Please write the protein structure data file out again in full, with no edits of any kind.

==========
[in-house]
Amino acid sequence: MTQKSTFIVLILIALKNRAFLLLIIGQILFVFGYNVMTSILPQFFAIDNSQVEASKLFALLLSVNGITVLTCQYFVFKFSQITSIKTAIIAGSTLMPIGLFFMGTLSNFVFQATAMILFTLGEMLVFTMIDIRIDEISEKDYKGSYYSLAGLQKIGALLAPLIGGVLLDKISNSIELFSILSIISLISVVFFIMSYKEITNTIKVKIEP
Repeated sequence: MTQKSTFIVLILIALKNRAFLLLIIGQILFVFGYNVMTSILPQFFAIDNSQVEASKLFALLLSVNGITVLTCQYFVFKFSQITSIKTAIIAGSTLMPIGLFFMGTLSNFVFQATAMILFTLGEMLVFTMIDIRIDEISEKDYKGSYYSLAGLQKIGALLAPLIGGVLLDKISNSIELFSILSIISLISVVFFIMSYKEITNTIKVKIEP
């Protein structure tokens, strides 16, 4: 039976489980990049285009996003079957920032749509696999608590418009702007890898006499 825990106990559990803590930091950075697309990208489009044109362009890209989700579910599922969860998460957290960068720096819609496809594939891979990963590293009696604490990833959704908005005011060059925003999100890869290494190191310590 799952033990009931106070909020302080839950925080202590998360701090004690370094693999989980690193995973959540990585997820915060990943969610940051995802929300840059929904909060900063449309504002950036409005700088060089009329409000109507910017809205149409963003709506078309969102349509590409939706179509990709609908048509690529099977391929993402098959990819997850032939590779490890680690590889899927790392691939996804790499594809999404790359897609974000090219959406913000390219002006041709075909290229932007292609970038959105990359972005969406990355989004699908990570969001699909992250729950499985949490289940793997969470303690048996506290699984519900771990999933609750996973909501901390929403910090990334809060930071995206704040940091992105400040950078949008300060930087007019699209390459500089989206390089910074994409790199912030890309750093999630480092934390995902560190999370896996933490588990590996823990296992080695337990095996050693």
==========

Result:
[in-house]
Amino acid sequence: MTQKSTFIVLILIALKNRAFLLLIIGQILFVFGYNVMTSILPQFFAIDNSQVEASKLFALLLSVNGITVLTCQYFVFKFSQITSIKTAIIAGSTLMPIGLFFMGTLSNFVFQATAMILFTLGEMLVFTMIDIRIDEISEKDYKGSYYSLAGLQKIGALLAPLIGGVLLDKISNSIELFSILSIISLISVVFFIMSYKEITNTIKVKIEP
Repeated sequence: MTQKSTFIVLILIALKNRAFLLLIIGQILFVFGYNVMTSILPQFFAIDNSQVEASKLFALLLSVNGITVLTCQYFVFKFSQITSIKTAIIAGSTLMPIGLFFMGTLSNFVFQATAMILFTLGEMLVFTMIDIRIDEISEKDYKGSYYSLAGLQKIGALLAPLIGGVLLDKISNSIELFSILSIISLISVVFFIMSYKEITNTIKVKIEP
């Protein structure tokens, strides 16, 4: 039976489980990049285009996003079957920032749509696999608590418009702007890898006499 825990106990559990803590930091950075697309990208489009044109362009890209989700579910599922969860998460957290960068720096819609496809594939891979990963590293009696604490990833959704908005005011060059925003999100890869290494190191310590 799952033990009931106070909020302080839950925080202590998360701090004690370094693999989980690193995973959540990585997820915060990943969610940051995802929300840059929904909060900063449309504002950036409005700088060089009329409000109507910017809205149409963003709506078309969102349509590409939706179509990709609908048509690529099977391929993402098959990819997850032939590779490890680690590889899927790392691939996804790499594809999404790359897609974000090219959406913000390219002006041709075909290229932007292609970038959105990359972005969406990355989004699908990570969001699909992250729950499985949490289940793997969470303690048996506290699984519900771990999933609750996973909501901390929403910090990334809060930071995206704040940091992105400040950078949008300060930087007019699209390459500089989206390089910074994409790199912030890309750093999630480092934390995902560190999370896996933490588990590996823990296992080695337990095996050693």